The longstanding focus of my research program is to decipher the molecular and cellular mechanisms by which exposure to certain environmental (e.g., phthalate acid ester-based plasticizers) or clinical chemotherapeutic agents (e.g., cisplatin) can result in disruption of male reproduction. Specifically, the unifying theme of the research conducted in my laboratory is targeted at understanding the paracrine cellular signaling mechanisms between the Sertoli cells and germ cells in the testis that regulate the death (and/or survival) of germ cells by the process of apoptosis.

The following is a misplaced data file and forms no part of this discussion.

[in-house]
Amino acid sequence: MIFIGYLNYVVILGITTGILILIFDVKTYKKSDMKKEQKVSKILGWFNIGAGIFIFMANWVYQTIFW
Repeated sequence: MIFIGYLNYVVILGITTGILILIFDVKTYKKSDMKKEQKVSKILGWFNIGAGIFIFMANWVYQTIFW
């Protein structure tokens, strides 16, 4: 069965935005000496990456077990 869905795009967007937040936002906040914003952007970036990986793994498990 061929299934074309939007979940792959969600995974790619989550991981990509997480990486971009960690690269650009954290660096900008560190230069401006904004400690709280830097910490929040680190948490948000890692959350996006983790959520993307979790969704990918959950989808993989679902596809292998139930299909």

Recent experimental findings in my laboratory have implicated the cells of the innate immune system in the exacerbation of phthalate-induced injury to the testis. Interestingly, the infiltration of these immune cells may account, in part, for the long recognized differences in the age- and species-dependent sensitivity to MEHP-induced testicular injury and germ cell loss. The inappropriate loss of testicular germ cells via apoptosis during various developmental periods of life could ultimately lead to clinical male infertility in adulthood. It is anticipated that the mechanistic insights garnered from our research will be useful for predicting and preventing human reproductive health risks to chemicals found in the environment.
John H. Richburg, Ph.D.
Male Fertility: Richburg Lab Research in the News
Dr. Richburg speaks with KXAN News about his research in how male fertility can be affected by environmental toxins found in everyday plastic products, and by chemotherapy in the treatment of testicular cancer.